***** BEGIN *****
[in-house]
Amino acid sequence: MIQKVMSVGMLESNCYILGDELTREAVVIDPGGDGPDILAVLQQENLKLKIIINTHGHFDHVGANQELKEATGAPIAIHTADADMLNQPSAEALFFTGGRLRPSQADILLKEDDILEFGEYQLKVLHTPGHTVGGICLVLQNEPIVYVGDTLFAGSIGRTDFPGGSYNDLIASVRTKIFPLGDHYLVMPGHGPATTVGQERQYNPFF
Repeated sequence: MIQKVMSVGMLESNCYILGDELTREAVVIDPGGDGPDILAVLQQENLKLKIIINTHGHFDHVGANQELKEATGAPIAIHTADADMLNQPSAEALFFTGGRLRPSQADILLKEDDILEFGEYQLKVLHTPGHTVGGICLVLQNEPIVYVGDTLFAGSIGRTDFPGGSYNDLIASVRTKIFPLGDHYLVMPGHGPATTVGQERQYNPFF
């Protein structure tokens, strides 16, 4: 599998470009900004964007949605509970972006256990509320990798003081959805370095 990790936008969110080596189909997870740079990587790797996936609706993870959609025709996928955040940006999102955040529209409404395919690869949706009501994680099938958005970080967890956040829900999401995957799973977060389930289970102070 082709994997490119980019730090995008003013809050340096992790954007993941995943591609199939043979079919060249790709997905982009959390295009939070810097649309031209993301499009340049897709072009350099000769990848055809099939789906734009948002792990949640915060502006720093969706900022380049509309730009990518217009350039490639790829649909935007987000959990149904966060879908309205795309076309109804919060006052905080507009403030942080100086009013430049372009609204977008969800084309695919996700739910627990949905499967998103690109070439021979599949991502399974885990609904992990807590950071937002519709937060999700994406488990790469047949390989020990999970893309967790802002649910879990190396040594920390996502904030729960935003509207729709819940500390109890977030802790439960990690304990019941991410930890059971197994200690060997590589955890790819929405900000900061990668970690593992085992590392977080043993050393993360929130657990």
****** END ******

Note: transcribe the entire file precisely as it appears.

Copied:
[in-house]
Amino acid sequence: MIQKVMSVGMLESNCYILGDELTREAVVIDPGGDGPDILAVLQQENLKLKIIINTHGHFDHVGANQELKEATGAPIAIHTADADMLNQPSAEALFFTGGRLRPSQADILLKEDDILEFGEYQLKVLHTPGHTVGGICLVLQNEPIVYVGDTLFAGSIGRTDFPGGSYNDLIASVRTKIFPLGDHYLVMPGHGPATTVGQERQYNPFF
Repeated sequence: MIQKVMSVGMLESNCYILGDELTREAVVIDPGGDGPDILAVLQQENLKLKIIINTHGHFDHVGANQELKEATGAPIAIHTADADMLNQPSAEALFFTGGRLRPSQADILLKEDDILEFGEYQLKVLHTPGHTVGGICLVLQNEPIVYVGDTLFAGSIGRTDFPGGSYNDLIASVRTKIFPLGDHYLVMPGHGPATTVGQERQYNPFF
């Protein structure tokens, strides 16, 4: 599998470009900004964007949605509970972006256990509320990798003081959805370095 990790936008969110080596189909997870740079990587790797996936609706993870959609025709996928955040940006999102955040529209409404395919690869949706009501994680099938958005970080967890956040829900999401995957799973977060389930289970102070 082709994997490119980019730090995008003013809050340096992790954007993941995943591609199939043979079919060249790709997905982009959390295009939070810097649309031209993301499009340049897709072009350099000769990848055809099939789906734009948002792990949640915060502006720093969706900022380049509309730009990518217009350039490639790829649909935007987000959990149904966060879908309205795309076309109804919060006052905080507009403030942080100086009013430049372009609204977008969800084309695919996700739910627990949905499967998103690109070439021979599949991502399974885990609904992990807590950071937002519709937060999700994406488990790469047949390989020990999970893309967790802002649910879990190396040594920390996502904030729960935003509207729709819940500390109890977030802790439960990690304990019941991410930890059971197994200690060997590589955890790819929405900000900061990668970690593992085992590392977080043993050393993360929130657990």